403(b) Fix-It Guide - You didn’t adopt a written plan intended to satisfy the law by December 31, 2009
|Mistake||Find the Mistake||Fix the Mistake||Avoid the Mistake|
2) You didn’t adopt a written plan intended to satisfy the law by December 31, 2009.
|Check your records to see if your organization adopted a written plan intended to satisfy the final 403(b) regulations by December 31, 2009.||Memorialize the plan’s operations into a written plan that complies with the final 403(b) regulations and adopt it. Make a submission under the Voluntary Correction Program.||Make sure that your
403(b) plan document is in writing.
A 403(b) plan must have had a written plan in place by January 1, 2009. The written plan doesn’t need to be in a single plan document, but may bundle several documents that detail all the provisions of how the plan works. The 403(b) plan sponsor should ensure that there is no conflict among the documents. There must be a single plan document coordinating administration among the plan’s 403(b) vendors. The plan should then operate according to the terms, conditions and provisions contained in the written plan or program, in addition to the rules and regulations of the Internal Revenue Code. For example, if a 403(b) plan sponsor decides to offer participant loans and distributions because of financial hardship, then the written plan or program must explain the participant’s ability to take loans or hardship distributions, and how the plan will manage the loan program and determine financial hardships.
The IRS released Model Plan Language for Public Schools to use to adopt or amend their 403(b) plans to meet the requirements of the final 403(b) regulations. Other types of eligible employers may also tailor the model language to use for their 403(b) plans. IRS released draft Sample Plan Provisions to assist in the drafting of 403(b) prototype plans.
Notice 2009-3 extended the deadline for a written plan to December 31, 2009, if the plan sponsor:
- adopted a written plan intended to satisfy the requirements of Section 403(b) (including the final regulations) effective as of January 1, 2009;
- operated the plan according to a reasonable interpretation of Section 403(b), considering the final regulations during 2009; and
- corrected the plan operation to match the written program before the end of 2009, placing the participants in the same position they would have been if the program had been adopted on January 1. The correction should have been based on the general principles in section 6 of Revenue Procedure 2008-50 and completed by December 31, 2009.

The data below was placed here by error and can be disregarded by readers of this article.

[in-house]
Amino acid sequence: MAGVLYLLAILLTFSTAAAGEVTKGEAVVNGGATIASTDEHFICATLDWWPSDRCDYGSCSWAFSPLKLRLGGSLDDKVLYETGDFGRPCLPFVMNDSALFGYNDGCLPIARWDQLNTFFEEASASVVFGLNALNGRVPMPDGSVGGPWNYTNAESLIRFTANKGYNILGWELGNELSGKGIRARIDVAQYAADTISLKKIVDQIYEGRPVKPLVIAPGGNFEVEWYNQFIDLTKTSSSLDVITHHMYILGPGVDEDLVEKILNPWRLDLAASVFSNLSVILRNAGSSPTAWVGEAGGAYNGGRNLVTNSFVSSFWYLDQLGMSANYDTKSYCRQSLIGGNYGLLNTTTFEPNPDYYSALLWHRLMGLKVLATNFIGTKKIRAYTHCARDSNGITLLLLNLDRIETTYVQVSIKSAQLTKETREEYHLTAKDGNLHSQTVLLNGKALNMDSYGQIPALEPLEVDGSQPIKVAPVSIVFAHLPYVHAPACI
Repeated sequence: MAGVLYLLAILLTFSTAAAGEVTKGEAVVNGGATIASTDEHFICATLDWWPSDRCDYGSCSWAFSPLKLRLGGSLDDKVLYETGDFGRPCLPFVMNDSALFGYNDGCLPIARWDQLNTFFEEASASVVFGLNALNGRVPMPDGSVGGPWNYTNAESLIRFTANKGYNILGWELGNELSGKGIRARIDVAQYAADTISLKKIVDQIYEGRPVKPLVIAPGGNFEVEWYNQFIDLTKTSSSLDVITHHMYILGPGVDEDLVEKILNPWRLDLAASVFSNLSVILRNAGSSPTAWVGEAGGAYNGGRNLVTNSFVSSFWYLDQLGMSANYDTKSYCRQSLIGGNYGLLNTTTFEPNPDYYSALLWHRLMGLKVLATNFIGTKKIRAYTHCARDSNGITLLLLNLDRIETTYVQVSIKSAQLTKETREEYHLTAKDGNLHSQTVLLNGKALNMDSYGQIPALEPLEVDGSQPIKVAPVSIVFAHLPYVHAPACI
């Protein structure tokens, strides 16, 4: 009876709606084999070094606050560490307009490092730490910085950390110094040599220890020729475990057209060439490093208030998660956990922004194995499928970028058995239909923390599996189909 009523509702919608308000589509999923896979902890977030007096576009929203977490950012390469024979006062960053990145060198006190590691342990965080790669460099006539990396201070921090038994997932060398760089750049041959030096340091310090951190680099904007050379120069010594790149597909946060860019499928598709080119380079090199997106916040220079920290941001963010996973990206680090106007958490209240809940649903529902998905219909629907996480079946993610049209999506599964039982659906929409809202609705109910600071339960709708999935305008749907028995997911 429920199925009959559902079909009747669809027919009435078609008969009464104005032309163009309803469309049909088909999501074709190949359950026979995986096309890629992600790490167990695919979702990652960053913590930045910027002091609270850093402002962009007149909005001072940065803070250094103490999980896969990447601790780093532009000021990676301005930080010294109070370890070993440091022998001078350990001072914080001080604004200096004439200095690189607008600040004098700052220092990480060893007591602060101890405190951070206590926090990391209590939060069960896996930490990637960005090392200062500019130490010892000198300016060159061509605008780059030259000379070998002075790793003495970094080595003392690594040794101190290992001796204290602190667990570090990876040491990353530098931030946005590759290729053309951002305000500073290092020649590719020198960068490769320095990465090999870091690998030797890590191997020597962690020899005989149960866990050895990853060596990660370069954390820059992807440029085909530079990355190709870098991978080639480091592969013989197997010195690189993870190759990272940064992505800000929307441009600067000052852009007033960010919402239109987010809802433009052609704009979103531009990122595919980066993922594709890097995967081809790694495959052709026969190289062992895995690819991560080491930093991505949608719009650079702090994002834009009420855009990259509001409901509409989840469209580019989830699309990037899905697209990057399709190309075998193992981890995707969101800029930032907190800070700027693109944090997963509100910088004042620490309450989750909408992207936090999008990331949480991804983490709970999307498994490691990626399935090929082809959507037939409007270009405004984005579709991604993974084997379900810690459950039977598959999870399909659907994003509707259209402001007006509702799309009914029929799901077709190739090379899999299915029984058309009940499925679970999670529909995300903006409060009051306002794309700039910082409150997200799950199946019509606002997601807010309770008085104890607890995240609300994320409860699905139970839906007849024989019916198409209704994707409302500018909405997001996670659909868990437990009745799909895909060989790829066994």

How to find the mistake:
Check your records to ensure that you have a written plan that was intended to comply with the 403(b) final regulations and it was adopted by your organization by December 31, 2009.
The plan sponsor/employer is responsible for keeping the plan in compliance with applicable tax laws; however, there may be vendors and tax professionals servicing your plan who may have a copy of your timely adopted written 403(b) plan.
How to fix the mistake:
If you aren't operating your 403(b) based on a written plan after December 31, 2009, there are several steps you may take to fix your plan. You can only resolve this failure if you apply for correction under Revenue Procedure 2013-12 and the correction only applies to 2009 and subsequent plan years. You can’t use Revenue Procedure 2008-50 to resolve this failure.
T Public School has a 403(b) plan with 300 participants. After attending a presentation on the requirements of the 403(b) final regulations, TPS’s financial officer noted that their 403(b) plan was not based on a written plan adopted by December 31, 2009.
Correction programs available:
Because T Public School didn’t adopt a written plan by December 31, 2009, it can’t correct this mistake under SCP.
Voluntary Correction Program:
TPS must put the plan’s operations into a written plan. All mandatory provisions must be included, together with any optional provisions. This written plan must be adopted by TPS and be effective January 1, 2009. In addition, TPS must file a VCP submission and pay the proper fee, which based on 350 employees is $5,000. Plan sponsors are encouraged to make their VCP submission using the model documents in Appendix C, including Schedule 2 when preparing the submission. They must include Forms 8950 and 8951.
Audit Closing Agreement Program:
Under Audit CAP, correction of this mistake is the same as described above. The plan sponsor and the IRS enter into a closing agreement outlining the corrective action and negotiate a sanction based on the maximum payment amount.
How to avoid the mistake:
Make sure that your 403(b) plan is in writing.